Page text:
A history of the Sharon Civic Orchestra
Redpath, Lisa Marie
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The Sharon Civic Orchestra (SCO) was a community orchestra in Sharon, Massachusetts, from 1948 to 1967. It was founded by local musicians, used school facilities, provided performance opportunities for musicians, and sought to enrich the cultural life of the community. The SCO also participated in the development of the public school music program , supported aspiring local musicians, and nurtured music education throughout the community. The SCO afforded women opportunities to play leadership roles, engaged hundreds of residents in orchestra operations, and attracted both novice and professionally trained performers. Local residents Esther Klein (pianist and first conductor), Jeannette Chase (violinist) , and Margaret Conlin (cellist) were the principal founders. The SCO advocated the hiring of Philip Hoffman, Sharon's first public school instrumental music teacher. Hoffman became an SCO violinist and then its second conductor; acted as a liaison between the SCO, students, and schools; conducted youth concerts; and connected the school music curriculum to SCO repertoire. Hoffman's wife, Phyllis Hoffman, was an SCO French horn player and prize-winning composer. Klein, the Hoffmans, third conductor John Bavicchi, and other SCO members supported music education throughout the town . The SCO inspired adults to take music history courses and generated overflow audiences. The SCO and its Sharon Musical Scholarship Fund contributed toward the purchase of equipment for the school music program and private studies for youth musicians in the New England Conservatory Preparatory Division. Some professional musicians today credit much of their success to the Hoffmans and the SCO. Volunteer professional SCO musicians included Werner Gans, Evelyn Dixon Gulzinski, Frances Kahila, and Karin Messina. SCO youth musicians who became professionals included Edward Altshuler, Richard Dolph, Adrian Hoffman, Edward Klein, and Joseph Klein . Guest performers included Karl Ulrich Schnabel, Rowland Sturges, Fredy Ostrovsky, Ayrton Pinto, and Kenneth Wolf. The SCO had a relatively short lifespan despite member talent and resident commitment. Reasons include lack of strategic plans for recruitment, community support and financial security, changes in Sharon's social structure, and a significant benefactor couple leaving Sharon. Philip Hoffman, the conductor/school music supervisor, also moved away, which severed the main connection between the SCO and public schools.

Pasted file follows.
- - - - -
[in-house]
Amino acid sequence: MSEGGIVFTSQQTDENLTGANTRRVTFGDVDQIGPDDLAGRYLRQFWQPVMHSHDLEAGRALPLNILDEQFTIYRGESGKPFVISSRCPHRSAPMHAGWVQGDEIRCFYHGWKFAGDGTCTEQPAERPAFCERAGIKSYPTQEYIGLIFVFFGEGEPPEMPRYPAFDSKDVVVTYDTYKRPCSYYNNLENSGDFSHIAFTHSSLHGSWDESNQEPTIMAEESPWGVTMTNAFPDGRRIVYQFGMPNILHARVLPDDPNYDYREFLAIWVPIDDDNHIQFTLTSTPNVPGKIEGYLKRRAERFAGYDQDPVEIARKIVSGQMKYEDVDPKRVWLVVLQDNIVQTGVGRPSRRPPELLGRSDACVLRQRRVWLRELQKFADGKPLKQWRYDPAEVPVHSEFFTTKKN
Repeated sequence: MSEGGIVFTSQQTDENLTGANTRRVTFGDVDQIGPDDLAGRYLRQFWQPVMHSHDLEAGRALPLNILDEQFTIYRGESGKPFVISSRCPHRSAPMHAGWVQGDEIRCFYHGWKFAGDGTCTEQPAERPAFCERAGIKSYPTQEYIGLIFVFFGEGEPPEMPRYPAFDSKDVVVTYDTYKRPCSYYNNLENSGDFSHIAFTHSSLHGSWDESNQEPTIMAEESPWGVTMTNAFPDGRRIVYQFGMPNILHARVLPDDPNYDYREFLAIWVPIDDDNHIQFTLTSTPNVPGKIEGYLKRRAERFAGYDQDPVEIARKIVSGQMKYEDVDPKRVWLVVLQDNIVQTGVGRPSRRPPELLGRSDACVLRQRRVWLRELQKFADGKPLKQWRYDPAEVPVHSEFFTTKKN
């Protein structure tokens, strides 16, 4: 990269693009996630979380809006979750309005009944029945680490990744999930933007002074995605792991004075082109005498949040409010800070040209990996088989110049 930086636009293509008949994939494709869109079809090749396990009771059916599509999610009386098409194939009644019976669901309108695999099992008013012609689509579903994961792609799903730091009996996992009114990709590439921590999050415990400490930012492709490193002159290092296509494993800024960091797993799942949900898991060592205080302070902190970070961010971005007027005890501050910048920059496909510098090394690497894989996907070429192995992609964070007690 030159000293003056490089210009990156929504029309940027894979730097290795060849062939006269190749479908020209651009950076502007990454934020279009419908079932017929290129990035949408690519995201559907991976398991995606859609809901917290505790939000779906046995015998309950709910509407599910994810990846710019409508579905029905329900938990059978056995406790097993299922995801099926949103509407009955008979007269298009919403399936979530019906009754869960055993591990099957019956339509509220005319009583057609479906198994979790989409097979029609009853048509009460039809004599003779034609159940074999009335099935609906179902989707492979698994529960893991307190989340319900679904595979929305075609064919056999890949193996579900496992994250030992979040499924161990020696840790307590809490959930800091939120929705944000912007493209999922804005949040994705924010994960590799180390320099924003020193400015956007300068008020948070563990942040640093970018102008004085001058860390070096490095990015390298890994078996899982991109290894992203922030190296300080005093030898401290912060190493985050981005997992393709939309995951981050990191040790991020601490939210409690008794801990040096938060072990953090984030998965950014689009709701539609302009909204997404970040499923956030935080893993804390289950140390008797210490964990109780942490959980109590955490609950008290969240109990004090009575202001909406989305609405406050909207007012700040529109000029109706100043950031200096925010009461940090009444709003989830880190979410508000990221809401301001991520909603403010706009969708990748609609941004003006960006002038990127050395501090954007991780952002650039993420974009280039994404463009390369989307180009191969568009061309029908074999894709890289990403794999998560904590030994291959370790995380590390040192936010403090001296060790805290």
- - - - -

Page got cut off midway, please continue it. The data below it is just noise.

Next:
Thesis (D.M.A.)--Boston University